As anyone who has been on the wrong side of debt can tell you, once the savings rate goes negative, it becomes a lot harder on the next round to change it. For then we have to pay charges on that amount which we spent beyond our means… So not only do we have to cut back to live within our means, but we need to further cut back in order to live within our means AND pay back those pesky charges…..

Under compounded interest any wait to pay back the cost is expensive; sooner is better than later. If we borrow a dollar and are charged with 3% interest, we pay back that dollar and the three cents of interest we owe… If we wait one year and are charged 3% on the dollar-and-three-cents we owed but did not pay back, we now owe a dollar and six cents. That may not sound like much, but when it comes to big numbers, that 3% on our national debt of 10.6 Trillion, becomes $318 billion dollars. One chuckles when Republicans find themselves up in arms over bailouts costing these amounts, but yet when the same figure is just interest, it is just considered the price we pay for living “la-de-da” beyond our means… At 3%, want to know how much interest we will pay on just that 3% interest itself, if we skip a year? $9.8 billion just to pay the interest, on the interest, that we are too broke to pay… “Deficits don’t matter” said Dick Cheney. When no one has money… where do we find that additional $9.8 billion to cough up?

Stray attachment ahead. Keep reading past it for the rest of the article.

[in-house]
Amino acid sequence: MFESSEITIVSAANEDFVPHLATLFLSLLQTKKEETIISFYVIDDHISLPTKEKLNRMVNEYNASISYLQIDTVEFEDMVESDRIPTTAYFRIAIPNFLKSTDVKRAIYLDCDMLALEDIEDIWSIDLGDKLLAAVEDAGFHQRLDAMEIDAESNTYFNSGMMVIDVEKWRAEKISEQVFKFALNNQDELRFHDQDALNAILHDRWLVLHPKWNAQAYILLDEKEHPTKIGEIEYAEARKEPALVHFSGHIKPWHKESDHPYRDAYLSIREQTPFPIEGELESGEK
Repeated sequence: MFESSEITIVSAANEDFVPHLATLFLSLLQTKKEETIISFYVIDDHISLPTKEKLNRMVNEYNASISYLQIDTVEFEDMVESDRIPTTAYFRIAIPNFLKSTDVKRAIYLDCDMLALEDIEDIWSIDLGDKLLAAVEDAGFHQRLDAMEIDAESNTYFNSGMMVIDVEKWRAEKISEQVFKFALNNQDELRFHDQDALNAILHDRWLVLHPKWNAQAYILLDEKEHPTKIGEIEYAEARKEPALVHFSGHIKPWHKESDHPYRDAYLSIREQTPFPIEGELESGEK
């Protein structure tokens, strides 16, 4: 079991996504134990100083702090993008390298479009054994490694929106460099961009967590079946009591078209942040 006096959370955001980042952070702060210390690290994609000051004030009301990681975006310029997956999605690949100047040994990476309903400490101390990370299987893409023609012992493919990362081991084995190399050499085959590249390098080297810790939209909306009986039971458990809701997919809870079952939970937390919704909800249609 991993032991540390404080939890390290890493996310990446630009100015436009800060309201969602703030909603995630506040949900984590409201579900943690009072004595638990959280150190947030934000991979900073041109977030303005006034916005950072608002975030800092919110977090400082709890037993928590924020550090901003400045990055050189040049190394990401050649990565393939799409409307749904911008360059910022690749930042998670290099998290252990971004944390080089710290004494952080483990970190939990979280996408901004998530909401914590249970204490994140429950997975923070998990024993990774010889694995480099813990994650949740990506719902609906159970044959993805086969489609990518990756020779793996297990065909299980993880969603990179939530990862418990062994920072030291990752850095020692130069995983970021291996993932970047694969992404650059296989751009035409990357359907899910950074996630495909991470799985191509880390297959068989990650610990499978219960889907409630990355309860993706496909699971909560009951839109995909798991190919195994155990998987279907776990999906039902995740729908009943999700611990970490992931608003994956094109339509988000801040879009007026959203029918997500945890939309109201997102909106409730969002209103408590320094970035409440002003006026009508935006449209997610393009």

But debt can be eradicated. Here is proof from a fellow posting his strategy.. It is a personal story to be sure, but it shows the proper mental attitude that must be created if one is about to embark on changing his lifestyle for the better….